Tim Tebow believes so strongly in God that it affects everything and everyone around him. Christians will tell you that it's the God part that makes the difference, but it isn't. It's Tebow's belief that all things are possible if you believe they are. It's his mustard seed belief in himself - the same faith that anyone, regardless of religious preference, can use to make themselves more confident and willing to tackle challenges.

Positive thinking doesn't always work, as we'll see the next time the Broncos lose and the quarterback is asked "Did you lose because you didn't pray hard enough?" But it works well enough that you can't find a quote anywhere that contradicts Thomas Jefferson: "Nothing can stop the man with the right mental attitude from reaching his goal; nothing on earth can help the man with the wrong mental attitude."
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David Sneed is the owner of Alpine Fence Company,and the author of" Everyone Has A Boss– The Two Hour Guide to Being the Most Valuable Employee at Any Company." As a Marine, father, employee and boss, David has learned how to help others succeed. He teaches the benefits of a strong work ethic to entry and mid-level employees. Contact him at  David@EveryoneHasABoss.com

Enjoy this article? Sign up to get ColoradoBiz Exclusives. The opinions expressed in this article are solely that of the author and do not represent ColoradoBiz magazine. Comments on articles will be removed if they include personal attacks.

Readers Respond

More modern, in context of the sentence containing it, refers not to present day people. I understand how the 'modern' part could be confusing. No, I was thinking 1000-ish AD, which, to pre-biblical times, is more modern. Think Maya, or Inca. Any Aztecs, please comment. By David Sneed on 2012 01 18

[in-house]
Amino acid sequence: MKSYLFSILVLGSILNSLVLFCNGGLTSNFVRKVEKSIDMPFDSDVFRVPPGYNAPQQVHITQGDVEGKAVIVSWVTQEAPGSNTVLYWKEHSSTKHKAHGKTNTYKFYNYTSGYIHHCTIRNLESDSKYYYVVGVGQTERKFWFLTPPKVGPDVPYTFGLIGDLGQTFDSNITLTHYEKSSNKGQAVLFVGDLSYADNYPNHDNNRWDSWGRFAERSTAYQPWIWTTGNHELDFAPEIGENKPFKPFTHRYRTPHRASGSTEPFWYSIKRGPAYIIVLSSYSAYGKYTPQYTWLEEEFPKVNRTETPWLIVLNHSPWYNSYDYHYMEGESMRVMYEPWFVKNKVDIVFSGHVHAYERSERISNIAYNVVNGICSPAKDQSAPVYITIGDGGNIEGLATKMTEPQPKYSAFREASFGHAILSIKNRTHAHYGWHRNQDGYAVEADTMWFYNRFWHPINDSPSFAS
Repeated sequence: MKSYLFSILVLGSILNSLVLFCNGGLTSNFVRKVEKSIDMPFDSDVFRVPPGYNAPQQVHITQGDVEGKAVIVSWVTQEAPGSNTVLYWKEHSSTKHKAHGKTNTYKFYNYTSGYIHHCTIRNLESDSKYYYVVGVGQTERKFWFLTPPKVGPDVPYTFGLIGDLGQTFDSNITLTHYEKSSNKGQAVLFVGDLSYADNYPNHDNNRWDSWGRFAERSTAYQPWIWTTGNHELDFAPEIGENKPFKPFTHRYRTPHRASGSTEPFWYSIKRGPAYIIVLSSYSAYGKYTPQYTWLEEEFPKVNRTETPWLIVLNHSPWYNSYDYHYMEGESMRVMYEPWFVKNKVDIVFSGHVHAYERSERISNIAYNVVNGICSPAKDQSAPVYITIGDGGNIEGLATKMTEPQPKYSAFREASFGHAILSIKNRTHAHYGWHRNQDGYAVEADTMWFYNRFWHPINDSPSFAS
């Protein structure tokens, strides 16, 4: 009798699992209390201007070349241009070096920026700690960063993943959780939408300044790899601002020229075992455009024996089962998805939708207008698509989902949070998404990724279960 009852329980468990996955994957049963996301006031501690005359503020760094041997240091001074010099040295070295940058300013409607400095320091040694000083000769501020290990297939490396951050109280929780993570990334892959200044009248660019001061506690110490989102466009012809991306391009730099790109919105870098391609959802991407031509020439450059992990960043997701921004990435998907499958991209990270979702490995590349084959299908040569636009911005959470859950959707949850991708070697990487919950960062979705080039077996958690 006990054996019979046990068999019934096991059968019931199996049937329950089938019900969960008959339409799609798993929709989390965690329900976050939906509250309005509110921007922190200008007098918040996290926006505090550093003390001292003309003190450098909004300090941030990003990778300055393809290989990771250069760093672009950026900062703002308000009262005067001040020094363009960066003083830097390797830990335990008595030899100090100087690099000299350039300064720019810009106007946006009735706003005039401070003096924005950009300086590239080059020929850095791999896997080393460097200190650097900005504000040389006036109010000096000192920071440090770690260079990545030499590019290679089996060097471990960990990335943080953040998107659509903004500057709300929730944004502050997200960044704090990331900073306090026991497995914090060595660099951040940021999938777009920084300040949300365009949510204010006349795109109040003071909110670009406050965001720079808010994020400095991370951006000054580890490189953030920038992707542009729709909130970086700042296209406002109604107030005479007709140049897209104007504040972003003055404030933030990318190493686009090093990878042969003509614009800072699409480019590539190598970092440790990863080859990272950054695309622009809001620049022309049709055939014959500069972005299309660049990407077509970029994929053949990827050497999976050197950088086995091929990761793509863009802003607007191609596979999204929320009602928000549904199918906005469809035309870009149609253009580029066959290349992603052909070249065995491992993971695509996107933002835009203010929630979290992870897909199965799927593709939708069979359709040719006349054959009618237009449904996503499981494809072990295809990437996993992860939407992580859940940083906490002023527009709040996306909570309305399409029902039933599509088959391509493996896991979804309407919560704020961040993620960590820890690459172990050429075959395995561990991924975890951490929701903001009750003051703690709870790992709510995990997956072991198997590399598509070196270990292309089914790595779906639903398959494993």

"Or take more modern Native Americans. They had no Christianity but still managed incredible feats of what we would consider immorality" Any modern Native Americans care to comment? By nonbeliever on 2012 01 18
Part2: "Go back to dogma to find numerous examples of immoral treatment of others." Immoral treatment of others began long before dogma. Pre-biblical history shows the unbelievably cruel things we did to each other while we only believed in trees, and rocks. Or take more modern Native Americans. They had no Christianity but still managed incredible feats of what we would consider immorality. Your use of the word 'immoral' is based on your worldview, which, I'm sorry to be the one to break it to you, is based on a Christian ethic. And my arguments aren't from a religious point of view, but historical and sociological. By David Sneed on 2012 01 17